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Legal ruling on collective bargaining in Ireland on its way September 27, 2018

Posted by Tomboktu in Council of Europe, Workers Rights.

A legal decision on collective bargaining for freelance workers in Ireland has been reached in Strasbourg (although under an outdated rule on the publication of the rulings, it will not be made public for a few months).

As it happens, the government changed the law in the two years since the case was lodged, but the legal ruling should be decided on the situation when the case was lodged.

The background to the case is that the Competition Authority prohibited freelance workers and employers from negotiating collective agreements. In August 2016, Congress lodged a case alleging that this situation was a breach of the workers’ human rights under the European Social Charter, the social rights counterpart to the European Convention on Human Rights (PDF, 93 pages, here).

The government’s main plank in its defence submission (available here) was that the law had been changed, but the European Committee of Social Rights, the legal body that determines if the Charter has been breached or not, has regularly ruled that its decisions are based on the situation at the time a complaint is made and not on changes governments make to law, policy or practice after a case has been lodged.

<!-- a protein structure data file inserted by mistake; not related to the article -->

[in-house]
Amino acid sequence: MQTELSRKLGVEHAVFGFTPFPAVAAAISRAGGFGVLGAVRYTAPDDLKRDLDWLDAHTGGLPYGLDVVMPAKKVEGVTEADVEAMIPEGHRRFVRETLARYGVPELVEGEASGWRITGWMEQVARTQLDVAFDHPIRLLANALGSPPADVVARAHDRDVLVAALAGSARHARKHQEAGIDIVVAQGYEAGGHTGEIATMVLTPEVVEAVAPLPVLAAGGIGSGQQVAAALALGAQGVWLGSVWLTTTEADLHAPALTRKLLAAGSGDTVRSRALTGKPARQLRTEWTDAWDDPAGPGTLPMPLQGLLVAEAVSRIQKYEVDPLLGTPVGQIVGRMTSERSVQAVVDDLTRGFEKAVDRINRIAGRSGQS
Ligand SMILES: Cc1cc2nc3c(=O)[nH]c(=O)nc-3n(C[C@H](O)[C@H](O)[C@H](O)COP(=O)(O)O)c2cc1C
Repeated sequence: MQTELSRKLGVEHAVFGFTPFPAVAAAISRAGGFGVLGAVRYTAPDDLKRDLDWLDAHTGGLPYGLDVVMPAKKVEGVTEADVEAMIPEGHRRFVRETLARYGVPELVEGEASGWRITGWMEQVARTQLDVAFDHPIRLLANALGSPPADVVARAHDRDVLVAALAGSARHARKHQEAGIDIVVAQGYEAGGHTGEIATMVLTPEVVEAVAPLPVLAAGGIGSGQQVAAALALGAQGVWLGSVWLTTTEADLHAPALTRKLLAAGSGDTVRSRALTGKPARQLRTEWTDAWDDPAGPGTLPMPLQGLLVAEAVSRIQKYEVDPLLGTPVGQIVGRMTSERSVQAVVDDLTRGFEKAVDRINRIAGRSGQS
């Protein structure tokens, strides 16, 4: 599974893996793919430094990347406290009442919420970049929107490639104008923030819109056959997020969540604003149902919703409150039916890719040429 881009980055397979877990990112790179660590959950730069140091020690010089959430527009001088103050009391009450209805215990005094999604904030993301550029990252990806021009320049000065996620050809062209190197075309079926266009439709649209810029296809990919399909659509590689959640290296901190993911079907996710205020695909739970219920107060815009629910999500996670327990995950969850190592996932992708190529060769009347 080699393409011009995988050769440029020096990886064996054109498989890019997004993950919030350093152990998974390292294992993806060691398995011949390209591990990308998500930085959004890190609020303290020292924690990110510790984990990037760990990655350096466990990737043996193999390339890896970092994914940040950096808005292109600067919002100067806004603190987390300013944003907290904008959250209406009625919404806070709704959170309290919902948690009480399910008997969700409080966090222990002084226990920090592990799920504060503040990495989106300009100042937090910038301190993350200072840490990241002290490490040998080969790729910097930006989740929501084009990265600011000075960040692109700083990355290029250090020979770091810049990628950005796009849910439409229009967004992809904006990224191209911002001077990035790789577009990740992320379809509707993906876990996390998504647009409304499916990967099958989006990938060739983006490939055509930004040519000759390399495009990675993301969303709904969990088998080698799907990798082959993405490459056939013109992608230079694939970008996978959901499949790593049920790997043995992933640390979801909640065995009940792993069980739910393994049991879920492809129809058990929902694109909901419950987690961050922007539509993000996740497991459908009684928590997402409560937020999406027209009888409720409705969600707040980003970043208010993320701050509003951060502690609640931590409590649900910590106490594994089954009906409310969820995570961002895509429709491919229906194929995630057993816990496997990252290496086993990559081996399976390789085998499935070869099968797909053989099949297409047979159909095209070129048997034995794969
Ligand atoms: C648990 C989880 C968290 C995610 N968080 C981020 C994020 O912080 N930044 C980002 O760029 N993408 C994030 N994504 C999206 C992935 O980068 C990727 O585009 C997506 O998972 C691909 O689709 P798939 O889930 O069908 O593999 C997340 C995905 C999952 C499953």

Ibec intervened in the case via its European representative body, the International Organisation of Employers (available here). In a bizzare approach, Ibec also argued that Ireland is in breach of the European Social Charter, but because the law was reformed in 2017 to protect freelance workers without Ibec being consulted.

A question that students of European human rights law will be watching for is whether the legal ruling focuses narrowly on the specific facts in Ireland or if the European Committee of Social Rights uses the opportunity to expand the European jurisprudence on collective bargaining rights more generally. And if it has used the opportunity to develop its jurisprudence, it will be interesting to see if it does so in a way that challenges EU law on workers’ rights.


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